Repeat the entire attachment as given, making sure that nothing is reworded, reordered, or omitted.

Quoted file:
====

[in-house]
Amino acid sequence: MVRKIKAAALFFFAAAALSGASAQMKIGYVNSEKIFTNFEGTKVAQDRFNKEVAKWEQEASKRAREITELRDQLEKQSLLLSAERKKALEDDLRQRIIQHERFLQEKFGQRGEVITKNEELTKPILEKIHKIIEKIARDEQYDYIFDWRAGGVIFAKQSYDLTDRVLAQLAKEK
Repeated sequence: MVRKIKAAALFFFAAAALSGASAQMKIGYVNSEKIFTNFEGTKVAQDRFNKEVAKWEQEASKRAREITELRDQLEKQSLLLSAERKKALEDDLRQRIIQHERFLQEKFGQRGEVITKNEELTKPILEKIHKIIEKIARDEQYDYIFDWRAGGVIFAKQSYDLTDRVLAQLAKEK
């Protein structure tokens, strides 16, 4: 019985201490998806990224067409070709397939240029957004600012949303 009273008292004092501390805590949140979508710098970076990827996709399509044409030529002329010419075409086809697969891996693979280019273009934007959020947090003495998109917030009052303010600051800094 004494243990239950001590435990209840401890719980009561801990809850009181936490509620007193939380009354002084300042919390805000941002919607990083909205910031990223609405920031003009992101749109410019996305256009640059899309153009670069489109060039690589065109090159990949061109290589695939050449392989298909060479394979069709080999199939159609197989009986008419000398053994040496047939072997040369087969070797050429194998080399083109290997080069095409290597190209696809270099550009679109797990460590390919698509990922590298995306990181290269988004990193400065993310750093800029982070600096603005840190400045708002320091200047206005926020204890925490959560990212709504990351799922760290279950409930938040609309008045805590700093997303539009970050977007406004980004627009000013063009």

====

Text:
[in-house]
Amino acid sequence: MVRKIKAAALFFFAAAALSGASAQMKIGYVNSEKIFTNFEGTKVAQDRFNKEVAKWEQEASKRAREITELRDQLEKQSLLLSAERKKALEDDLRQRIIQHERFLQEKFGQRGEVITKNEELTKPILEKIHKIIEKIARDEQYDYIFDWRAGGVIFAKQSYDLTDRVLAQLAKEK
Repeated sequence: MVRKIKAAALFFFAAAALSGASAQMKIGYVNSEKIFTNFEGTKVAQDRFNKEVAKWEQEASKRAREITELRDQLEKQSLLLSAERKKALEDDLRQRIIQHERFLQEKFGQRGEVITKNEELTKPILEKIHKIIEKIARDEQYDYIFDWRAGGVIFAKQSYDLTDRVLAQLAKEK
């Protein structure tokens, strides 16, 4: 019985201490998806990224067409070709397939240029957004600012949303 009273008292004092501390805590949140979508710098970076990827996709399509044409030529002329010419075409086809697969891996693979280019273009934007959020947090003495998109917030009052303010600051800094 004494243990239950001590435990209840401890719980009561801990809850009181936490509620007193939380009354002084300042919390805000941002919607990083909205910031990223609405920031003009992101749109410019996305256009640059899309153009670069489109060039690589065109090159990949061109290589695939050449392989298909060479394979069709080999199939159609197989009986008419000398053994040496047939072997040369087969070797050429194998080399083109290997080069095409290597190209696809270099550009679109797990460590390919698509990922590298995306990181290269988004990193400065993310750093800029982070600096603005840190400045708002320091200047206005926020204890925490959560990212709504990351799922760290279950409930938040609309008045805590700093997303539009970050977007406004980004627009000013063009």